Separate names with a comma.
Discussion in 'Off Topic [BG]' started by bmc, Mar 10, 2005.
Another example of FAA incompetence.
Yea, sounds like they're going overboard.
I mean, really. The B747 is an overpowered work of engineering art. The motors they hang off the wing are so reliable. With a twin, an engine failure presents a loss of 50% of engine capbility. A four engine is 25%. Aside from that, not only is plane capable of sustained long range flight on three, the airplane is certified to do it.
And beyond that, BA is an outstanding airline with very high maintenance standards. I would argue they have higher standards that required by the British or US authorities. Pretty slick flt ops as well.
This is typical idiocy on the part of the FAA - and its jsut typical of what were used to seeing.
The plane is certified to fly for long distances on 3 engines, hell, its certified to fly for intermediate distances on 2!
If the carrier decided it was safe and wasn't breaking the planes certification, why do the FAA feel the need to stick their noses in!?
As someone who travels the world all the time, taking shots at BA for complacency really offends me. It's my favorite airline.
If I'm not mistaken, the BA 747's have Rolls Royce engines, don't they?
My dad is an air traffic controller and he is always talking about how the FAA is headed back to the PATCO days; Lower funding, no OT, cut benefits, etc.
He only has 8 years till retirement so I don't see another strike in his future. Regardless of how bad it gets.
Well, it's always easier to put out press releases that target things that the uninformed public THINKS is important (ie nonworking engines on planes that are designed with redundency) rather than actually looking into things that are more difficult to correct.
Good for the pilots. I couldn't agree more.
You know TSA stands for? Thousands Standing Around.
And here I was hoping for a thread on cow tipping.
That'd be "udder balance." But, I can see the confusion.
why do you know about this stuff?
you've been hanging about too much with that geeky roommate of yours.
who helped me pass my physics exam
I'll ask my aviation buddy, who used to work at the Skunk Works (as did his father), and get back to y'all. He knows more about airplanes than just about anyone on the planet.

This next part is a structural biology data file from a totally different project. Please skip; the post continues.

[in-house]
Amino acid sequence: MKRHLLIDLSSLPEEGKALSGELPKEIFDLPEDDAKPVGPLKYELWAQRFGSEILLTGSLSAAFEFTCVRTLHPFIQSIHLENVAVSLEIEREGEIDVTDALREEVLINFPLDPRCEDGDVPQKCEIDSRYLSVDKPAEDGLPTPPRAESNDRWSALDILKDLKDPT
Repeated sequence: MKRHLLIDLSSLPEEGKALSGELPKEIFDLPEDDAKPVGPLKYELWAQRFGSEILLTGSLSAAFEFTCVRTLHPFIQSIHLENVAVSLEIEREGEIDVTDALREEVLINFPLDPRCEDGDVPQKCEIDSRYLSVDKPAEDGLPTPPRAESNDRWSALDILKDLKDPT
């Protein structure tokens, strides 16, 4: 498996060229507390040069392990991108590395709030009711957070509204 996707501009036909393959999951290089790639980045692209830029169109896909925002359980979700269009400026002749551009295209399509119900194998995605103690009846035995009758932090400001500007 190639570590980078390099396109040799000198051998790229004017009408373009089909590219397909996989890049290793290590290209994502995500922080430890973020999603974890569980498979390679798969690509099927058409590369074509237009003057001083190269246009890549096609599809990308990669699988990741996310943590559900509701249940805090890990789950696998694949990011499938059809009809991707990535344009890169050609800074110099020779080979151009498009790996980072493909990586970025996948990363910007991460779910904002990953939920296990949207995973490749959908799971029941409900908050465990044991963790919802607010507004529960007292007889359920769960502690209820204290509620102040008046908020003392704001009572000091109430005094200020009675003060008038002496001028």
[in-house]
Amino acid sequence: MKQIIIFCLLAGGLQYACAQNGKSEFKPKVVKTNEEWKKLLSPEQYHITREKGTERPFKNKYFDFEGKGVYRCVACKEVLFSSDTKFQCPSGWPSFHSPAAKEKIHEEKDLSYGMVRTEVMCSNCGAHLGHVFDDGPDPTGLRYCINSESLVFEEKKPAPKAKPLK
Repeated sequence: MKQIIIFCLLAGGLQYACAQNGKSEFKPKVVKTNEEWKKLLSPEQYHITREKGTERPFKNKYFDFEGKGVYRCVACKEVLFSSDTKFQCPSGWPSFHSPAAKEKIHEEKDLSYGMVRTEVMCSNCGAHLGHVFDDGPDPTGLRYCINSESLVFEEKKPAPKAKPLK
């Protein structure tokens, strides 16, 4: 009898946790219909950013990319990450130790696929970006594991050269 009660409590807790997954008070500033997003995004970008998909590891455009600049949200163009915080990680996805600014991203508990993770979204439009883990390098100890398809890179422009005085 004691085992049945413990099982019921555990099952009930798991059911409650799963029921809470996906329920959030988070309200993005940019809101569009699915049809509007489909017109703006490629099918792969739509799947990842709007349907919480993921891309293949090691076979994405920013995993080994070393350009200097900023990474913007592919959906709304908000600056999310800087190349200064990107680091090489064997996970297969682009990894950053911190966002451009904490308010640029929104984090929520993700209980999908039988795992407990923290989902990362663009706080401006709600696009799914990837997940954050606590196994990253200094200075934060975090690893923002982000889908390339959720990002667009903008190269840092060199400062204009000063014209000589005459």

That does sound a little odd though, doesn't it? Why would someone risk flying a 747 on three engines? Did it have a full load? Were they being adequately maintained? There's something that sounds a little fishy in that story. Not sure what to make of it quite yet. I'll find out though, and post some thoughts. Stay tuned.
Turbulence is our friend.
As is flatulence.
Same difference in the end isn't it?
Well, one can result in the other.
I think the FAA was concerned that this was a flight that was flying all the way across the US and then on to England and never bothered to land to have it checked out.
OK, the 747 is certified to fly on 3 engines. No problem. What about when its midway across the Atlantic and another engine fails? Certified to fly on two engines for intermediate distances. How far is that? You did notice that the spokeswoman said that another engine failed only six days later? Maybe thats why the FAA wants to investigate.
I think BA could have avoided this whole problem by landing anywhere in the US and putting the passengers onto another BA flight. I'm not bashing BA but I personally wouldn't have wanted to be aboard that aircraft!
The likelyhood of engine failure these days is quite remote. It's a total fluke they had an engine problem on the same plane (diffferent engine, different problem). They shut the engine down and assessed all other parameters. The only downside to continuing is the extra fuel burn due to lower altitudes.
BA is a great carrier with a sound flight operations department. They would have set down if there was any risk to continuing on.
The FAA has a reputation for pulling curious moves.
BA has stated that it would have been approx 3-5 days to get all those passengers back to UK on other flights. Several of the passengers expressed gratitude to BA for having the guts to get them home. They also remarked that the whole situation was little more than a curiosity and none of them were concerned enough to be scared.
The engine did not catch fire but did spit out some very hot internal parts. The engine fire suppression was not used, the engine was shut down in a normal manner, it didn't just quit, and there was no mechanical reason the plane could not fly to the UK.
The decision to land at a different airport was made because where they landed is BA's maint facility and this saved them another complete cycling of the plane, ie, a landing, shutdown, start up, takeoff.
The crew made the most proper decisions in every aspect.
Former USAF Avionics tech and son of 30 year Boeing retiree,
Because of this man:
Cute... Isn't he?